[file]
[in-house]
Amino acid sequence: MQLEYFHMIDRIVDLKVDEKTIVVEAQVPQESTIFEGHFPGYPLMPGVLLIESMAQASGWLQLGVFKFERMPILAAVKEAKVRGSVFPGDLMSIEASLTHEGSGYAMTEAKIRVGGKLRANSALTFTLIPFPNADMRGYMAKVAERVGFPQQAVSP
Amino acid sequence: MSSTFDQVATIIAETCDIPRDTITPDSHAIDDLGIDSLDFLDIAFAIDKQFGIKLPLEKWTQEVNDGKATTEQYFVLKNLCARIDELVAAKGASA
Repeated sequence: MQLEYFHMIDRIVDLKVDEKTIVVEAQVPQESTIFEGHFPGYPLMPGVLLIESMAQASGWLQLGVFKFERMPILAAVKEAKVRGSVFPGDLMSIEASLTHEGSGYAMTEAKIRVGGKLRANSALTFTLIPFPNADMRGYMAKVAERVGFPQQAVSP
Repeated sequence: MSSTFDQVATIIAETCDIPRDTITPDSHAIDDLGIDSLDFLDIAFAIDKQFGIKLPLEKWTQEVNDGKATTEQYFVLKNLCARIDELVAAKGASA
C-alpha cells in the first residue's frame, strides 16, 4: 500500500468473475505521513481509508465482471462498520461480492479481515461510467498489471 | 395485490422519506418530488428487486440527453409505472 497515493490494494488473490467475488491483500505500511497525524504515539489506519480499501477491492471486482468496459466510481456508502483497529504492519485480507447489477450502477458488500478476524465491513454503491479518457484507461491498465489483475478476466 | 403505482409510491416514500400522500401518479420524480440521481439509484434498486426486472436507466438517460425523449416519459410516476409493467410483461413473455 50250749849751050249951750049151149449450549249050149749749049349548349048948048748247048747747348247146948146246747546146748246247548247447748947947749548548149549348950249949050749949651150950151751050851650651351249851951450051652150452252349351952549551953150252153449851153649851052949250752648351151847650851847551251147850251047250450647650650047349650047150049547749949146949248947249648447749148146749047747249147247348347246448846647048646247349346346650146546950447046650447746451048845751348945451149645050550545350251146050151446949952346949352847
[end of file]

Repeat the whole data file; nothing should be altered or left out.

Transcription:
[in-house]
Amino acid sequence: MQLEYFHMIDRIVDLKVDEKTIVVEAQVPQESTIFEGHFPGYPLMPGVLLIESMAQASGWLQLGVFKFERMPILAAVKEAKVRGSVFPGDLMSIEASLTHEGSGYAMTEAKIRVGGKLRANSALTFTLIPFPNADMRGYMAKVAERVGFPQQAVSP
Amino acid sequence: MSSTFDQVATIIAETCDIPRDTITPDSHAIDDLGIDSLDFLDIAFAIDKQFGIKLPLEKWTQEVNDGKATTEQYFVLKNLCARIDELVAAKGASA
Repeated sequence: MQLEYFHMIDRIVDLKVDEKTIVVEAQVPQESTIFEGHFPGYPLMPGVLLIESMAQASGWLQLGVFKFERMPILAAVKEAKVRGSVFPGDLMSIEASLTHEGSGYAMTEAKIRVGGKLRANSALTFTLIPFPNADMRGYMAKVAERVGFPQQAVSP
Repeated sequence: MSSTFDQVATIIAETCDIPRDTITPDSHAIDDLGIDSLDFLDIAFAIDKQFGIKLPLEKWTQEVNDGKATTEQYFVLKNLCARIDELVAAKGASA
C-alpha cells in the first residue's frame, strides 16, 4: 500500500468473475505521513481509508465482471462498520461480492479481515461510467498489471 | 395485490422519506418530488428487486440527453409505472 497515493490494494488473490467475488491483500505500511497525524504515539489506519480499501477491492471486482468496459466510481456508502483497529504492519485480507447489477450502477458488500478476524465491513454503491479518457484507461491498465489483475478476466 | 403505482409510491416514500400522500401518479420524480440521481439509484434498486426486472436507466438517460425523449416519459410516476409493467410483461413473455 50250749849751050249951750049151149449450549249050149749749049349548349048948048748247048747747348247146948146246747546146748246247548247447748947947749548548149549348950249949050749949651150950151751050851650651351249851951450051652150452252349351952549551953150252153449851153649851052949250752648351151847650851847551251147850251047250450647650650047349650047150049547749949146949248947249648447749148146749047747249147247348347246448846647048646247349346346650146546950447046650447746451048845751348945451149645050550545350251146050151446949952346949352847